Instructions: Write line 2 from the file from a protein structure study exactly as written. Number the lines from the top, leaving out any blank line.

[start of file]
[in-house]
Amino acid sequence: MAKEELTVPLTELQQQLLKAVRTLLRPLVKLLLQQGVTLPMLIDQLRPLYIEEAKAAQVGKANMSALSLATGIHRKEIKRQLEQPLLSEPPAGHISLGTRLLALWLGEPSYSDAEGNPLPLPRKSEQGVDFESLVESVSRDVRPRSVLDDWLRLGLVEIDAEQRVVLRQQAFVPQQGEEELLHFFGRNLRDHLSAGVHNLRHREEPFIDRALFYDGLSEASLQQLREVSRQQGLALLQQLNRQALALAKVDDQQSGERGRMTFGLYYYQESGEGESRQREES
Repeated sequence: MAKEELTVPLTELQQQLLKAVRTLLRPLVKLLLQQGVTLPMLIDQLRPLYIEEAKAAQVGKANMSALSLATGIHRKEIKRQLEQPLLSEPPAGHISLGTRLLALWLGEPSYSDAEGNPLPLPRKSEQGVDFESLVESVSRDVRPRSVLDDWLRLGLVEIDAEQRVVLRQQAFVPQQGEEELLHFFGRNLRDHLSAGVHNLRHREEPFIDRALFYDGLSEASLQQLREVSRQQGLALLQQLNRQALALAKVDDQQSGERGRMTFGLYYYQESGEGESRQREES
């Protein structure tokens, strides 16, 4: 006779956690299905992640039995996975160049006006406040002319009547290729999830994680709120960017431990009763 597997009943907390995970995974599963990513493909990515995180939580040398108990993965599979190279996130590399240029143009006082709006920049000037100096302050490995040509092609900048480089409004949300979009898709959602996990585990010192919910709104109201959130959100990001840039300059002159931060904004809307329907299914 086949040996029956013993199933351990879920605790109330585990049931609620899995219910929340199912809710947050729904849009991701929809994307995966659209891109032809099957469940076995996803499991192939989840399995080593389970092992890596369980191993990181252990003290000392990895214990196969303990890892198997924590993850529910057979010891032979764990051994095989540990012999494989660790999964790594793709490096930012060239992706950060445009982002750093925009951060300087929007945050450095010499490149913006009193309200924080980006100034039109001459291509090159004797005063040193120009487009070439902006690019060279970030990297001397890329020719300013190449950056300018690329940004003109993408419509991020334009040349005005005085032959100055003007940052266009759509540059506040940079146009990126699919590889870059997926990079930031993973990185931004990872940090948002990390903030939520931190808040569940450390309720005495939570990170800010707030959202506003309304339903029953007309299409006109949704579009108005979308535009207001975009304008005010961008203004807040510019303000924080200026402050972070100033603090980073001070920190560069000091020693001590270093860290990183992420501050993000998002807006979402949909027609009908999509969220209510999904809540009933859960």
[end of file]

Amino acid sequence: MAKEELTVPLTELQQQLLKAVRTLLRPLVKLLLQQGVTLPMLIDQLRPLYIEEAKAAQVGKANMSALSLATGIHRKEIKRQLEQPLLSEPPAGHISLGTRLLALWLGEPSYSDAEGNPLPLPRKSEQGVDFESLVESVSRDVRPRSVLDDWLRLGLVEIDAEQRVVLRQQAFVPQQGEEELLHFFGRNLRDHLSAGVHNLRHREEPFIDRALFYDGLSEASLQQLREVSRQQGLALLQQLNRQALALAKVDDQQSGERGRMTFGLYYYQESGEGESRQREES